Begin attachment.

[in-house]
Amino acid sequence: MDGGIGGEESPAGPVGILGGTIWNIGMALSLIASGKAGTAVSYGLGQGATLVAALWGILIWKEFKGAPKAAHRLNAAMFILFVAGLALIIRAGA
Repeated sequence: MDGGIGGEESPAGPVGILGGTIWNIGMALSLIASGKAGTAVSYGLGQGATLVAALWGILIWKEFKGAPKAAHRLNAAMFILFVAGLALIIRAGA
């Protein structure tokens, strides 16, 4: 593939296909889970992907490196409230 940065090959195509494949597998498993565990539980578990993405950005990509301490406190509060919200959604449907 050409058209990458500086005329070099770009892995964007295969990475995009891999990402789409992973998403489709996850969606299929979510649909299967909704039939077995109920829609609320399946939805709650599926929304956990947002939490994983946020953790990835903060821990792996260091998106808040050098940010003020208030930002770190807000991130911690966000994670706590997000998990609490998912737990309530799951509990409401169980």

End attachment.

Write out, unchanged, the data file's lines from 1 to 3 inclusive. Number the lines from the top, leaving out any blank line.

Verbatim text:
[in-house]
Amino acid sequence: MDGGIGGEESPAGPVGILGGTIWNIGMALSLIASGKAGTAVSYGLGQGATLVAALWGILIWKEFKGAPKAAHRLNAAMFILFVAGLALIIRAGA
Repeated sequence: MDGGIGGEESPAGPVGILGGTIWNIGMALSLIASGKAGTAVSYGLGQGATLVAALWGILIWKEFKGAPKAAHRLNAAMFILFVAGLALIIRAGA